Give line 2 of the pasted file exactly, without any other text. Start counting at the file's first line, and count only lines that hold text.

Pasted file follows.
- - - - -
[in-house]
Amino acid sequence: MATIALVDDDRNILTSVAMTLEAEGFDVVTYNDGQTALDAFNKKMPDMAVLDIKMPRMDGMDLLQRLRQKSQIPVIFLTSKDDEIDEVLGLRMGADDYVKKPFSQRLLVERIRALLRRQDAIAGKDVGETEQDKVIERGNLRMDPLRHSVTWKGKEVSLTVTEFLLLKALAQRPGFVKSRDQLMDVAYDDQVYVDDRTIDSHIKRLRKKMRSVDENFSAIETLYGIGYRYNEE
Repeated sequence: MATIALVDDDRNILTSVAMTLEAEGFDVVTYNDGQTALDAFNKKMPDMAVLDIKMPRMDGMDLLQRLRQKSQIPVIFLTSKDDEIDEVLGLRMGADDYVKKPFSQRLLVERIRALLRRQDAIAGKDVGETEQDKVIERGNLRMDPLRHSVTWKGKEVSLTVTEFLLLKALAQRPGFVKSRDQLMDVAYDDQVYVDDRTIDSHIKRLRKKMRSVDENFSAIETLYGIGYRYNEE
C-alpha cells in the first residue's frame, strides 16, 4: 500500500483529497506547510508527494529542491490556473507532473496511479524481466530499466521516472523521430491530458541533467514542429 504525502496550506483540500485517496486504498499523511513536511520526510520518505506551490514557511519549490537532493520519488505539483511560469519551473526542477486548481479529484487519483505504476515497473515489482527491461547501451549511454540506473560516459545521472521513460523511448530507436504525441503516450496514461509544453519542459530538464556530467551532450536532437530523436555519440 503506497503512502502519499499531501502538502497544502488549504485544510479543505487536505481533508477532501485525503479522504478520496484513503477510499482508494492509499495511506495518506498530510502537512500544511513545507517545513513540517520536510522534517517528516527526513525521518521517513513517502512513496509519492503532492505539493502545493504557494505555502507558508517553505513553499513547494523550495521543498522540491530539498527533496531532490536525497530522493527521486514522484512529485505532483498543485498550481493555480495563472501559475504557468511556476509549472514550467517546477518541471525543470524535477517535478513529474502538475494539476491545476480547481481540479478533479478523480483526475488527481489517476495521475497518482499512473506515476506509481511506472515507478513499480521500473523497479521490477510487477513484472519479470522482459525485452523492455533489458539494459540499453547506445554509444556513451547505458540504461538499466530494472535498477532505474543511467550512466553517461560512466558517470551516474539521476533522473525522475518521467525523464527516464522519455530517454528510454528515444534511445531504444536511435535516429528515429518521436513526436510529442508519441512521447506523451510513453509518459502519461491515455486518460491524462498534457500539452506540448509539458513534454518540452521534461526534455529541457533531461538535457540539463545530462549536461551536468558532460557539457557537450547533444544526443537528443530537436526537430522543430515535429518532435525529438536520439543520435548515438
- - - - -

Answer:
Amino acid sequence: MATIALVDDDRNILTSVAMTLEAEGFDVVTYNDGQTALDAFNKKMPDMAVLDIKMPRMDGMDLLQRLRQKSQIPVIFLTSKDDEIDEVLGLRMGADDYVKKPFSQRLLVERIRALLRRQDAIAGKDVGETEQDKVIERGNLRMDPLRHSVTWKGKEVSLTVTEFLLLKALAQRPGFVKSRDQLMDVAYDDQVYVDDRTIDSHIKRLRKKMRSVDENFSAIETLYGIGYRYNEE